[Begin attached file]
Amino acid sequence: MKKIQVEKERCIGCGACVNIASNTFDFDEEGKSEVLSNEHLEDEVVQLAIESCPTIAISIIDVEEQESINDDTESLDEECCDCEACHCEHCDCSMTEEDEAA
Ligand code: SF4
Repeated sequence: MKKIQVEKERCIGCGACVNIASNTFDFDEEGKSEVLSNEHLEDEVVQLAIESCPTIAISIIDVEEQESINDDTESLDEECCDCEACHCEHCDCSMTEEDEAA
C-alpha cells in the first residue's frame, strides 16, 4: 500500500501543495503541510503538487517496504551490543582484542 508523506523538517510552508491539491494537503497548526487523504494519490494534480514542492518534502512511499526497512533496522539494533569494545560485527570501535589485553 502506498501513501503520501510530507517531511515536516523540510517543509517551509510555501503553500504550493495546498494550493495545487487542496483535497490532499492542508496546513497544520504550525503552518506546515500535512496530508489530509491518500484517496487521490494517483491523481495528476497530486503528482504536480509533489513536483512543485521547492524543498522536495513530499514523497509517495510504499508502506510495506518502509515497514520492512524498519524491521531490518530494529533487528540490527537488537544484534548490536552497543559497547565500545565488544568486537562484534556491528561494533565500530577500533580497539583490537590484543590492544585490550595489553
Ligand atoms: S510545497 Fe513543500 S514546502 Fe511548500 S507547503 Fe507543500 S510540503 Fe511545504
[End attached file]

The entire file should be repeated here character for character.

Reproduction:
Amino acid sequence: MKKIQVEKERCIGCGACVNIASNTFDFDEEGKSEVLSNEHLEDEVVQLAIESCPTIAISIIDVEEQESINDDTESLDEECCDCEACHCEHCDCSMTEEDEAA
Ligand code: SF4
Repeated sequence: MKKIQVEKERCIGCGACVNIASNTFDFDEEGKSEVLSNEHLEDEVVQLAIESCPTIAISIIDVEEQESINDDTESLDEECCDCEACHCEHCDCSMTEEDEAA
C-alpha cells in the first residue's frame, strides 16, 4: 500500500501543495503541510503538487517496504551490543582484542 508523506523538517510552508491539491494537503497548526487523504494519490494534480514542492518534502512511499526497512533496522539494533569494545560485527570501535589485553 502506498501513501503520501510530507517531511515536516523540510517543509517551509510555501503553500504550493495546498494550493495545487487542496483535497490532499492542508496546513497544520504550525503552518506546515500535512496530508489530509491518500484517496487521490494517483491523481495528476497530486503528482504536480509533489513536483512543485521547492524543498522536495513530499514523497509517495510504499508502506510495506518502509515497514520492512524498519524491521531490518530494529533487528540490527537488537544484534548490536552497543559497547565500545565488544568486537562484534556491528561494533565500530577500533580497539583490537590484543590492544585490550595489553
Ligand atoms: S510545497 Fe513543500 S514546502 Fe511548500 S507547503 Fe507543500 S510540503 Fe511545504